when you can and cant escalate to using lethal force

we have to know the law...that is all there is to say

it is not something to run over once or twice....it is something
that we have to read and re-read and digest it so that it becomes
ingrained in our brain

the question isnt: are you willing to accept the responsibility of
using lethal force?

the question first is: do you know when you can legally use it?

even if we do know, (and are justified) there will be lots of action in the courts

(as some one said: every bullet has a lawyer attached to it)

Shorts
April 7, 2009, 01:45 PM
The gun wasn't used until the thief made a move towards the homeowner.

OldMarksman
April 7, 2009, 01:46 PM
If I got somebody trying to steal my car or anything in it I would go outside with a handgun also. I have the right to defend my property. If the guy would have charged at me, I would have fired on him too. For all that guy knew the BG could have had a knife.

In Texas at night, maybe. I wouldn't. However, this happened in New York. You obviously did not have the benefit of reading mikejonestkd's Post No. 5, which was posted at the same time as yours.

To my knowledge, there are two states that permit the use of deadly force to protect property, other than castle situations when you are inside your dwelling or car: Georgia, and Texas at night. I am not at all sure that someone "going through cars" would meet the standard of necessity. One would have to ask a local attorney.

Whether the deceased was a good kid or not is likely not going to prove relevant to the outcome.

As peetzakilla said, the shooter has a tough road ahead.

This is disturbing; someone has died, and someone has been charged with murder. Both could have been easily avoided by following David Armstrong's advice. This should serve as a reminder that we all need to know the laws in our jurisdictions before arming ourselves.

Here's some relevant advice from another thread on this forum:

http://www.thefiringline.com/forums/showpost.php?p=3420416&postcount=73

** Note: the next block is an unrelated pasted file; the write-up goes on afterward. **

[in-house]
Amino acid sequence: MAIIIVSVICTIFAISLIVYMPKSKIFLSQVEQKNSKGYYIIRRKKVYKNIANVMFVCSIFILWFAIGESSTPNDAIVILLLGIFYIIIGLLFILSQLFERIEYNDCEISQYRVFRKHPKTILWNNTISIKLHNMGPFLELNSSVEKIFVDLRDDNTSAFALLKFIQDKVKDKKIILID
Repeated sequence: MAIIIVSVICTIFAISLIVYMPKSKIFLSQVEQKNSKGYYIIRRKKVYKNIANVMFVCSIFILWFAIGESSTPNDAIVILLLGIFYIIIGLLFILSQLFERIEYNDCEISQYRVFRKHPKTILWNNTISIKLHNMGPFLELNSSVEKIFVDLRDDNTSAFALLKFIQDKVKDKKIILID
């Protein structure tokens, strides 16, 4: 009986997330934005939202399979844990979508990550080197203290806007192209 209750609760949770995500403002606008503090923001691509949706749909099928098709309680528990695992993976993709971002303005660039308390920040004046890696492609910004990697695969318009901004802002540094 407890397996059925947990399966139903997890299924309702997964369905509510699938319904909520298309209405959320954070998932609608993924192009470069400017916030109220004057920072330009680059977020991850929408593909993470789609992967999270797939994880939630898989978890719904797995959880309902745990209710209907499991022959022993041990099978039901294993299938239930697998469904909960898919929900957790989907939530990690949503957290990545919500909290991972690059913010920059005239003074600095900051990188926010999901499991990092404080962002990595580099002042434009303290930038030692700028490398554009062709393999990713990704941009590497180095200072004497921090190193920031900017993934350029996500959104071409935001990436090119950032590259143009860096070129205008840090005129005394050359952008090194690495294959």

David Armstrong
April 7, 2009, 01:46 PM
So then you know the details of how the thief lunged at the homeowner? Fill us in. Can you say with absolutely certainty and fact that the homeowner was not in danger?
I think we can say with near 100% certainty that if the homeowner would have stayed inside and called the police he would not have been in danger. Once again we have an example of the GG turning what was a simple robbery into a gunfight, when there was no need.

djohn
April 7, 2009, 01:47 PM
Thats why god gave us fingers and man made telephones for things like this.I would have called the police why try to protect a outside material object.


The Home owner was not in immediate danger until he put him self in a position to be in danger by trying to protect a material object that most of us have insurance for.


Was he wrong for defending him selfs, well thats up to the jury know but I dont see this turning out so well for the home owner.


Parents need to take control of there children unless they snuck out while parents sleep but there is solutions for that as well.

curt.45
April 7, 2009, 01:52 PM
maybe instead of debating this we should take up a collection for the home owners defense?

I suspect in the end he will wish he had just yelled out the door he was calling the cops and stayed inside.